October 15, 2013

NSA has millions of email address books

The agency skirts U.S. laws to nab hundreds of thousands of contact lists on a daily basis.

By Barton Gellman And Ashkan Soltani
The Washington Post

(Continued from page 1)

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National Security Agency Director Gen. Keith Alexander oversees an agency that collects hundreds of thousands of email address books on a daily basis from top U.S. services like Gmail and Yahoo.

The Associated Press

Because of the method employed, the agency is not legally required or technically able to restrict its intake to contact lists belonging to specified foreign intelligence targets, he said.

When information passes through “the overseas collection apparatus,” the official added, “the assumption is you’re not a U.S. person.”

In practice, data from Americans is collected in large volumes – in part because they live and work overseas, but also because data crosses international boundaries even when its American owners stay at home. Large technology companies, including Google and Facebook, maintain data centers around the world to balance loads on their servers and work around outages.

A senior U.S. intelligence official said that the privacy of Americans is protected, despite mass collection, because “we have checks and balances built into our tools.”

NSA analysts, he said, may not search or distribute information from the contacts database unless they can “make the case that something in there is a valid foreign intelligence target in and of itself.”

In this program, the NSA is obliged to make that case only to itself or others in the executive branch. With few exceptions, intelligence operations overseas fall solely within the president’s legal purview. The Foreign Intelligence Surveillance Act, enacted in 1978, imposes restrictions only on electronic surveillance that targets Americans or takes place on U.S. territory.

By contrast, the NSA draws on authority in the Patriot Act for its bulk collection of domestic phone records, and it gathers online records from U.S. Internet companies, in a program known as PRISM, under powers granted by Congress in the FISA Amendments Act. Those operations are overseen by the Foreign Intelligence Surveillance Court.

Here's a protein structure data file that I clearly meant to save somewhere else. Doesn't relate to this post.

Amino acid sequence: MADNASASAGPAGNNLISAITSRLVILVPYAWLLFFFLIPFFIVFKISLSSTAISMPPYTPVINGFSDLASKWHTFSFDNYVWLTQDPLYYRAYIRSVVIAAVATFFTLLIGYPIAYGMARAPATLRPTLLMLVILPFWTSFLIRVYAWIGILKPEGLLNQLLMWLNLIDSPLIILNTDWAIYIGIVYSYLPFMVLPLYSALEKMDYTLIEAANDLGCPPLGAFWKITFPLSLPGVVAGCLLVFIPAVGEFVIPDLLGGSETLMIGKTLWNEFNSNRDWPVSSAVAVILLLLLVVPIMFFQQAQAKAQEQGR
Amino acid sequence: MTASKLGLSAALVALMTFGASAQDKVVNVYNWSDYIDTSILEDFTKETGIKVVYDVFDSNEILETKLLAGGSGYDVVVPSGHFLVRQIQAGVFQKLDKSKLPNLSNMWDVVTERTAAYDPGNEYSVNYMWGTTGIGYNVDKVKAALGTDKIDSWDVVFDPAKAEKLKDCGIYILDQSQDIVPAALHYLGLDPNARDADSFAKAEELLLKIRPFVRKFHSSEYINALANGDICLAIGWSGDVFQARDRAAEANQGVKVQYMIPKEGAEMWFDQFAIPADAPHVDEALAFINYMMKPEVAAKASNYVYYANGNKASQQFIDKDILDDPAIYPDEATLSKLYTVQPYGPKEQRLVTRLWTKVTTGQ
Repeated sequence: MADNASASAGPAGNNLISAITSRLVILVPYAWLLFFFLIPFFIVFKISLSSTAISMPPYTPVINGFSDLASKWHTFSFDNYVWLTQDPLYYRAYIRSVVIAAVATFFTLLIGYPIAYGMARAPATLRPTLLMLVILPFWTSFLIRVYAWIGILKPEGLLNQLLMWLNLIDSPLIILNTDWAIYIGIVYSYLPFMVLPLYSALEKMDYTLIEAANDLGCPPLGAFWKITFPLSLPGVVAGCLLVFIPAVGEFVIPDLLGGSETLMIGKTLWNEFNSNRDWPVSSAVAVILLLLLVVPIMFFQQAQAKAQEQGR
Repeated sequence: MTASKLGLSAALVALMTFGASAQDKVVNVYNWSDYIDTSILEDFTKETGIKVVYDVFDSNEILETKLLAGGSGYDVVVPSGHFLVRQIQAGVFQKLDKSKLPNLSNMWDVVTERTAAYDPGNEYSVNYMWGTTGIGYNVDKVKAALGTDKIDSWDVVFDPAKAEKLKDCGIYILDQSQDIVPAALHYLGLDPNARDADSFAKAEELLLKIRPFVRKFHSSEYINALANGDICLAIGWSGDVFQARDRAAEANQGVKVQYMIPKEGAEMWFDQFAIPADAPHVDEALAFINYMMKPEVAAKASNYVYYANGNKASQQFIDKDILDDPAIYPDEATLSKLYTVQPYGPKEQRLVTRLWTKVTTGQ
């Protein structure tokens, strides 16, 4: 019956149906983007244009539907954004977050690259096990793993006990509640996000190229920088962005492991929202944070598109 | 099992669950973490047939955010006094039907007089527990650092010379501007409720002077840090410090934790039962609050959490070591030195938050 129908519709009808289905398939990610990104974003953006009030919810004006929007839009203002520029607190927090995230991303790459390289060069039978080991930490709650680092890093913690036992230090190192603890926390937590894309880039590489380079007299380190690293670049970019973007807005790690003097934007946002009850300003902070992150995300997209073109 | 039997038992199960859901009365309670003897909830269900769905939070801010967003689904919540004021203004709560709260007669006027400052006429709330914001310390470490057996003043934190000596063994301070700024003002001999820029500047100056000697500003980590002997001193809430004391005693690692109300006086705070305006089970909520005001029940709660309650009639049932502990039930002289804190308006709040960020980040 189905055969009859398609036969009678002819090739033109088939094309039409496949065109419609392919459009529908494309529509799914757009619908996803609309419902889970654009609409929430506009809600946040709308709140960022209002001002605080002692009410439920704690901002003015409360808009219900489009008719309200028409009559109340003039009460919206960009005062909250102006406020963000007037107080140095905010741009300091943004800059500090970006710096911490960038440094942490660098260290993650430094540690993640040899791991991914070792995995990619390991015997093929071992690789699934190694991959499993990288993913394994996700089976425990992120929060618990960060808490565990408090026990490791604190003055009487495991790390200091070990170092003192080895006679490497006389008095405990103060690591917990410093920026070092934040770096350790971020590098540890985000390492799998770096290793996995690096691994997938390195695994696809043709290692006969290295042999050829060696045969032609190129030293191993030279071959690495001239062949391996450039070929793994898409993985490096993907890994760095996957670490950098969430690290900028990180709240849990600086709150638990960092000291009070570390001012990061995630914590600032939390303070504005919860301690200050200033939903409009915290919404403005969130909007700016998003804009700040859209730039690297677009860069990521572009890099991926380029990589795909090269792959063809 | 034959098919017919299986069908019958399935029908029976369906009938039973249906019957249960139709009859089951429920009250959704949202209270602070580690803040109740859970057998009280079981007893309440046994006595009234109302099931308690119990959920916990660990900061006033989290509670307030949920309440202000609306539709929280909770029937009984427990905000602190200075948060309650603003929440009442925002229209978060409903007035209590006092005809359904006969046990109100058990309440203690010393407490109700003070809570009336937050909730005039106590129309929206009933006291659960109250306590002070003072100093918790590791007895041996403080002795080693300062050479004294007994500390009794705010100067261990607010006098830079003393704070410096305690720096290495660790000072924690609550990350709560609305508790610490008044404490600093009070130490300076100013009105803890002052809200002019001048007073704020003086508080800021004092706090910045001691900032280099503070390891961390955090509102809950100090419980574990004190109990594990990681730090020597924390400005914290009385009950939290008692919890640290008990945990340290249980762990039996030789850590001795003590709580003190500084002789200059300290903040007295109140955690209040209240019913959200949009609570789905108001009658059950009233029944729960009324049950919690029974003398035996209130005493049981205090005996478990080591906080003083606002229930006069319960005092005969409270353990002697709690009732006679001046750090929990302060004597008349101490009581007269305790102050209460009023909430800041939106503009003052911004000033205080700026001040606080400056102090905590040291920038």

Sen. Dianne Feinstein, D-Calif., chairman of the Senate Intelligence Committee, said in August that the committee has less information about, and conducts less oversight of, intelligence-gathering that relies solely on presidential authority. She said she planned to ask for more briefings on those programs.

“In general, the committee is far less aware of operations conducted under 12333,” said a senior committee staff member, referring to Executive Order 12333, which defines the basic powers and responsibilities of the intelligence agencies. “I believe the NSA would answer questions if we asked them, and if we knew to ask them, but it would not routinely report these things, and in general they would not fall within the focus of the committee.”

Because the agency captures contact lists “on the fly” as they cross major Internet switches, rather than “at rest” on computer servers, the NSA has no need to notify the U.S. companies that host the information or to ask for help from them.

It is unclear why the NSA collects more than twice as many address books from Yahoo than the other big services combined. One possibility is that Yahoo, unlike other service providers, has left connections to its users unencrypted by default.

Suzanne Philion, a Yahoo spokesman, said Monday in response to an inquiry from The Washington Post that, beginning in January, Yahoo would begin encrypting all its email connections.

Google was the first to secure all its email connections, turning on “SSL encryption” globally in 2010. People with inside knowledge said the move was intended in part to thwart large-scale collection of its users’ information by the NSA and other intelligence agencies.

The volume of NSA contacts collection is so high that it has occasionally threatened to overwhelm storage repositories, forcing the agency to halt its intake with “emergency detasking” orders. Three NSA documents describe short-term efforts to build an “across-the-board technology throttle for truly heinous data” and longer-term efforts to filter out information that the NSA does not need.

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